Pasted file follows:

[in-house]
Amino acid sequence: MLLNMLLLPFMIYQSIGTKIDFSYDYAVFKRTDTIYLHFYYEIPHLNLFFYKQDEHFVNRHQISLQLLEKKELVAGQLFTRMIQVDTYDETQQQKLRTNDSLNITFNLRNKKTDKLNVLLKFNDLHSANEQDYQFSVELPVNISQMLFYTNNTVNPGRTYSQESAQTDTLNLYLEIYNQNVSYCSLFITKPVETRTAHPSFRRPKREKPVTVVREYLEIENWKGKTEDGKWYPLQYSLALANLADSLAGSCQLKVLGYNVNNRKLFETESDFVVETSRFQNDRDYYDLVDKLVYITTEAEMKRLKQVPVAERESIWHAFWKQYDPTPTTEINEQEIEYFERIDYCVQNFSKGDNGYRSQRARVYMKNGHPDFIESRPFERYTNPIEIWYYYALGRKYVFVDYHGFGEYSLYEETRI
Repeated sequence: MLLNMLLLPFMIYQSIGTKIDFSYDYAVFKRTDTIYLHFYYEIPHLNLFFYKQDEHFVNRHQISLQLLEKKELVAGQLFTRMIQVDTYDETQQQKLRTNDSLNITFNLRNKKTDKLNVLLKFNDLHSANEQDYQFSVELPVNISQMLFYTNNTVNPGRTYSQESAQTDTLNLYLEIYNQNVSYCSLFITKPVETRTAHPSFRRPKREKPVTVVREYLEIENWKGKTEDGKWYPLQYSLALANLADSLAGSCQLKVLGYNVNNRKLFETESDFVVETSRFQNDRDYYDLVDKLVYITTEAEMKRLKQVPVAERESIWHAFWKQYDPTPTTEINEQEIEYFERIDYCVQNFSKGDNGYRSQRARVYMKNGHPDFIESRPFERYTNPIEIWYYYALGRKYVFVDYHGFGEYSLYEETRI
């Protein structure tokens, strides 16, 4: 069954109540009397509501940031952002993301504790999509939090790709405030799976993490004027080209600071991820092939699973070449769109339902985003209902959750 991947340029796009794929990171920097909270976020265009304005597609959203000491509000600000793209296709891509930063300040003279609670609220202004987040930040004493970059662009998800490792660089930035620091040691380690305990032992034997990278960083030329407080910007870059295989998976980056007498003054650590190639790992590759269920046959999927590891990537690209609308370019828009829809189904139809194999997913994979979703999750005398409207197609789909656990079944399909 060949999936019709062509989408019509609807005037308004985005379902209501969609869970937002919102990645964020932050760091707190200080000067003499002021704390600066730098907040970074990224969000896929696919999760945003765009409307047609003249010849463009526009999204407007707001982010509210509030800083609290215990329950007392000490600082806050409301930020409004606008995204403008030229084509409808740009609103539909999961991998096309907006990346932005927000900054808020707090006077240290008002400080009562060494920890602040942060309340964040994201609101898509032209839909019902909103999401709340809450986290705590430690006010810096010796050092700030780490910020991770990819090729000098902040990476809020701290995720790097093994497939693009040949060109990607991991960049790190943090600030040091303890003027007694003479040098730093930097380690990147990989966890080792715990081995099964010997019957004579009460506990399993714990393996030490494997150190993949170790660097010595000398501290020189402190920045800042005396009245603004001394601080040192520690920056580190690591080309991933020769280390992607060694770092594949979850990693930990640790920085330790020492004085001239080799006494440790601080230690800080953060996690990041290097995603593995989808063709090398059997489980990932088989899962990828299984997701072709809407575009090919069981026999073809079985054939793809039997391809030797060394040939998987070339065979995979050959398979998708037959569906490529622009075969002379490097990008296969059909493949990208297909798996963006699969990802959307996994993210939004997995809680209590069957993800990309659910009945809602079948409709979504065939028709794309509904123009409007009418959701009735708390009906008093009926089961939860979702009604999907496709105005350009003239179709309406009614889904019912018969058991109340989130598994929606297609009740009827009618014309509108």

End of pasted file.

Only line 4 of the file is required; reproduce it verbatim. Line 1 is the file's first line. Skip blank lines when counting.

């Protein structure tokens, strides 16, 4: 069954109540009397509501940031952002993301504790999509939090790709405030799976993490004027080209600071991820092939699973070449769109339902985003209902959750 991947340029796009794929990171920097909270976020265009304005597609959203000491509000600000793209296709891509930063300040003279609670609220202004987040930040004493970059662009998800490792660089930035620091040691380690305990032992034997990278960083030329407080910007870059295989998976980056007498003054650590190639790992590759269920046959999927590891990537690209609308370019828009829809189904139809194999997913994979979703999750005398409207197609789909656990079944399909 060949999936019709062509989408019509609807005037308004985005379902209501969609869970937002919102990645964020932050760091707190200080000067003499002021704390600066730098907040970074990224969000896929696919999760945003765009409307047609003249010849463009526009999204407007707001982010509210509030800083609290215990329950007392000490600082806050409301930020409004606008995204403008030229084509409808740009609103539909999961991998096309907006990346932005927000900054808020707090006077240290008002400080009562060494920890602040942060309340964040994201609101898509032209839909019902909103999401709340809450986290705590430690006010810096010796050092700030780490910020991770990819090729000098902040990476809020701290995720790097093994497939693009040949060109990607991991960049790190943090600030040091303890003027007694003479040098730093930097380690990147990989966890080792715990081995099964010997019957004579009460506990399993714990393996030490494997150190993949170790660097010595000398501290020189402190920045800042005396009245603004001394601080040192520690920056580190690591080309991933020769280390992607060694770092594949979850990693930990640790920085330790020492004085001239080799006494440790601080230690800080953060996690990041290097995603593995989808063709090398059997489980990932088989899962990828299984997701072709809407575009090919069981026999073809079985054939793809039997391809030797060394040939998987070339065979995979050959398979998708037959569906490529622009075969002379490097990008296969059909493949990208297909798996963006699969990802959307996994993210939004997995809680209590069957993800990309659910009945809602079948409709979504065939028709794309509904123009409007009418959701009735708390009906008093009926089961939860979702009604999907496709105005350009003239179709309406009614889904019912018969058991109340989130598994929606297609009740009827009618014309509108």